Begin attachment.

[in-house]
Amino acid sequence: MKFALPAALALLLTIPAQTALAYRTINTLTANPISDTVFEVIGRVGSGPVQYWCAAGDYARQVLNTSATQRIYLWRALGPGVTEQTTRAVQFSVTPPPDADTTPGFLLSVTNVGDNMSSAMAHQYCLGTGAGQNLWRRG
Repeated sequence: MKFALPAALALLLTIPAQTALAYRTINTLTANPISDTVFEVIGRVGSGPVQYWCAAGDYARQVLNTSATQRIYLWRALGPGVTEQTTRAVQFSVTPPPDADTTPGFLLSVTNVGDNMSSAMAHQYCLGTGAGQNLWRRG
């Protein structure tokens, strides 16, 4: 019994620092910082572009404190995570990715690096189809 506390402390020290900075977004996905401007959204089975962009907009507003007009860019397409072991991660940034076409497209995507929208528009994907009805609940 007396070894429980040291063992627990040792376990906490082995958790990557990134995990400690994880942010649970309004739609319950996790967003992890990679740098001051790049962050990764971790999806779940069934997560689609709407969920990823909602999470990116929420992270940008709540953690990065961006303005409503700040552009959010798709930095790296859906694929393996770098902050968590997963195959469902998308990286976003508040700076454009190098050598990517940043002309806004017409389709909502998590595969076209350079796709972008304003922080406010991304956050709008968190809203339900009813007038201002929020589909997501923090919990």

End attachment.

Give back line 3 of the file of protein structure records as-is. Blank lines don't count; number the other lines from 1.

Repeated sequence: MKFALPAALALLLTIPAQTALAYRTINTLTANPISDTVFEVIGRVGSGPVQYWCAAGDYARQVLNTSATQRIYLWRALGPGVTEQTTRAVQFSVTPPPDADTTPGFLLSVTNVGDNMSSAMAHQYCLGTGAGQNLWRRG